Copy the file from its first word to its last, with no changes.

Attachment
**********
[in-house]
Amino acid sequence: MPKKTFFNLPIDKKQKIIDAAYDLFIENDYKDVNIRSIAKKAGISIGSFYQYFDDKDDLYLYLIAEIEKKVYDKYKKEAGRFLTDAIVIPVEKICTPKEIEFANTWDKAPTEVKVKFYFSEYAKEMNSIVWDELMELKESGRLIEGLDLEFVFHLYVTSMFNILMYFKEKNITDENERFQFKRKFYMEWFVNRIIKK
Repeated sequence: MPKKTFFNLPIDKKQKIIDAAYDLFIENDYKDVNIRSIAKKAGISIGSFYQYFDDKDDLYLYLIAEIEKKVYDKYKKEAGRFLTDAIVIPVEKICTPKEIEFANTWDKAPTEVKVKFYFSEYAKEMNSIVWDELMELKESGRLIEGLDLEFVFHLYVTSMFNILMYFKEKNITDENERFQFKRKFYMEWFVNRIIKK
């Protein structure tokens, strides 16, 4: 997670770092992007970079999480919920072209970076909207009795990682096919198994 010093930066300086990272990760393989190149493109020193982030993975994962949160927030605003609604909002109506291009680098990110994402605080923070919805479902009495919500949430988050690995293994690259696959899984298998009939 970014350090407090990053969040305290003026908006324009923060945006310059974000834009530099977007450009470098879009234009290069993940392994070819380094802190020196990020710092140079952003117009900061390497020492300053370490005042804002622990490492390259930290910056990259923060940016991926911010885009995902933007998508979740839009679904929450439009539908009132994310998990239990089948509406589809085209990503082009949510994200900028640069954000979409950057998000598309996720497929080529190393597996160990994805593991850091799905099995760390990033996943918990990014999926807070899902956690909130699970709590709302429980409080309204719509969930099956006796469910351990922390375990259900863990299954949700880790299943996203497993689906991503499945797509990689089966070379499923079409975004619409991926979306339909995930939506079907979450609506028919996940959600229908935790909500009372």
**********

[in-house]
Amino acid sequence: MPKKTFFNLPIDKKQKIIDAAYDLFIENDYKDVNIRSIAKKAGISIGSFYQYFDDKDDLYLYLIAEIEKKVYDKYKKEAGRFLTDAIVIPVEKICTPKEIEFANTWDKAPTEVKVKFYFSEYAKEMNSIVWDELMELKESGRLIEGLDLEFVFHLYVTSMFNILMYFKEKNITDENERFQFKRKFYMEWFVNRIIKK
Repeated sequence: MPKKTFFNLPIDKKQKIIDAAYDLFIENDYKDVNIRSIAKKAGISIGSFYQYFDDKDDLYLYLIAEIEKKVYDKYKKEAGRFLTDAIVIPVEKICTPKEIEFANTWDKAPTEVKVKFYFSEYAKEMNSIVWDELMELKESGRLIEGLDLEFVFHLYVTSMFNILMYFKEKNITDENERFQFKRKFYMEWFVNRIIKK
């Protein structure tokens, strides 16, 4: 997670770092992007970079999480919920072209970076909207009795990682096919198994 010093930066300086990272990760393989190149493109020193982030993975994962949160927030605003609604909002109506291009680098990110994402605080923070919805479902009495919500949430988050690995293994690259696959899984298998009939 970014350090407090990053969040305290003026908006324009923060945006310059974000834009530099977007450009470098879009234009290069993940392994070819380094802190020196990020710092140079952003117009900061390497020492300053370490005042804002622990490492390259930290910056990259923060940016991926911010885009995902933007998508979740839009679904929450439009539908009132994310998990239990089948509406589809085209990503082009949510994200900028640069954000979409950057998000598309996720497929080529190393597996160990994805593991850091799905099995760390990033996943918990990014999926807070899902956690909130699970709590709302429980409080309204719509969930099956006796469910351990922390375990259900863990299954949700880790299943996203497993689906991503499945797509990689089966070379499923079409975004619409991926979306339909995930939506079907979450609506028919996940959600229908935790909500009372």